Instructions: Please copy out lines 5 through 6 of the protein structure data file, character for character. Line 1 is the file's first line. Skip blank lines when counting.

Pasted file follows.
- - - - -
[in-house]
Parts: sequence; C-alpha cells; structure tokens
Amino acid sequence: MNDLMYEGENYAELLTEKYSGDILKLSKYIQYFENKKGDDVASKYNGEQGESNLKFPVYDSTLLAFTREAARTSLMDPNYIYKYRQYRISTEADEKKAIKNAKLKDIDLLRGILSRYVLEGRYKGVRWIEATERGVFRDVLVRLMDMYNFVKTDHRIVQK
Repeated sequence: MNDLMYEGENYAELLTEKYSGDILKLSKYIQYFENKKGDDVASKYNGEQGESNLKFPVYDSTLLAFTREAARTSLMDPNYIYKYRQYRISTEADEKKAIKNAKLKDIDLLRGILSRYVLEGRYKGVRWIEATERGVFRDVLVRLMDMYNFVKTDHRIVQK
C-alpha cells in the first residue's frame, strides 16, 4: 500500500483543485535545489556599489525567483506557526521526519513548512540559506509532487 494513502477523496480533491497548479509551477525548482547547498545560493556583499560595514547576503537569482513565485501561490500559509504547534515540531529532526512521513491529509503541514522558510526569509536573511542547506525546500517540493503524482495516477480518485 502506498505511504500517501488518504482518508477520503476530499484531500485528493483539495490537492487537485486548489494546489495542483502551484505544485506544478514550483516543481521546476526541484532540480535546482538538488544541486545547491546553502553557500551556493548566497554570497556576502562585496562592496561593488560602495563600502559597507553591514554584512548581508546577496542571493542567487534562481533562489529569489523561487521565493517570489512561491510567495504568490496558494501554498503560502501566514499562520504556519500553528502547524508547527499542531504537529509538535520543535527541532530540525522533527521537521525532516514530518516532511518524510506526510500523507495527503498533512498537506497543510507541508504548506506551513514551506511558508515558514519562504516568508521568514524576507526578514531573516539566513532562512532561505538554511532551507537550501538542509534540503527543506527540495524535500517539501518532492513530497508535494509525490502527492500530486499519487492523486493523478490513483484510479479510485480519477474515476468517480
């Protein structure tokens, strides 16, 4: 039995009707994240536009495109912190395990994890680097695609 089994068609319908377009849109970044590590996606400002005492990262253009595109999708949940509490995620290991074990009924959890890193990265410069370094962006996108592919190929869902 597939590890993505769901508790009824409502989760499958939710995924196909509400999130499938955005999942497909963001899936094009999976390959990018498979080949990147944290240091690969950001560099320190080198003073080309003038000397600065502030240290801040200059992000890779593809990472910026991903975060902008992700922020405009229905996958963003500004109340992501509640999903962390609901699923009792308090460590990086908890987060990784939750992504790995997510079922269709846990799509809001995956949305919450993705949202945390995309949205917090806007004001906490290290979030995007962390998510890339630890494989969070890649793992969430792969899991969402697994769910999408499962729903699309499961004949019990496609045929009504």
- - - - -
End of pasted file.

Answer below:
C-alpha cells in the first residue's frame, strides 16, 4: 500500500483543485535545489556599489525567483506557526521526519513548512540559506509532487 494513502477523496480533491497548479509551477525548482547547498545560493556583499560595514547576503537569482513565485501561490500559509504547534515540531529532526512521513491529509503541514522558510526569509536573511542547506525546500517540493503524482495516477480518485 502506498505511504500517501488518504482518508477520503476530499484531500485528493483539495490537492487537485486548489494546489495542483502551484505544485506544478514550483516543481521546476526541484532540480535546482538538488544541486545547491546553502553557500551556493548566497554570497556576502562585496562592496561593488560602495563600502559597507553591514554584512548581508546577496542571493542567487534562481533562489529569489523561487521565493517570489512561491510567495504568490496558494501554498503560502501566514499562520504556519500553528502547524508547527499542531504537529509538535520543535527541532530540525522533527521537521525532516514530518516532511518524510506526510500523507495527503498533512498537506497543510507541508504548506506551513514551506511558508515558514519562504516568508521568514524576507526578514531573516539566513532562512532561505538554511532551507537550501538542509534540503527543506527540495524535500517539501518532492513530497508535494509525490502527492500530486499519487492523486493523478490513483484510479479510485480519477474515476468517480
């Protein structure tokens, strides 16, 4: 039995009707994240536009495109912190395990994890680097695609 089994068609319908377009849109970044590590996606400002005492990262253009595109999708949940509490995620290991074990009924959890890193990265410069370094962006996108592919190929869902 597939590890993505769901508790009824409502989760499958939710995924196909509400999130499938955005999942497909963001899936094009999976390959990018498979080949990147944290240091690969950001560099320190080198003073080309003038000397600065502030240290801040200059992000890779593809990472910026991903975060902008992700922020405009229905996958963003500004109340992501509640999903962390609901699923009792308090460590990086908890987060990784939750992504790995997510079922269709846990799509809001995956949305919450993705949202945390995309949205917090806007004001906490290290979030995007962390998510890339630890494989969070890649793992969430792969899991969402697994769910999408499962729903699309499961004949019990496609045929009504």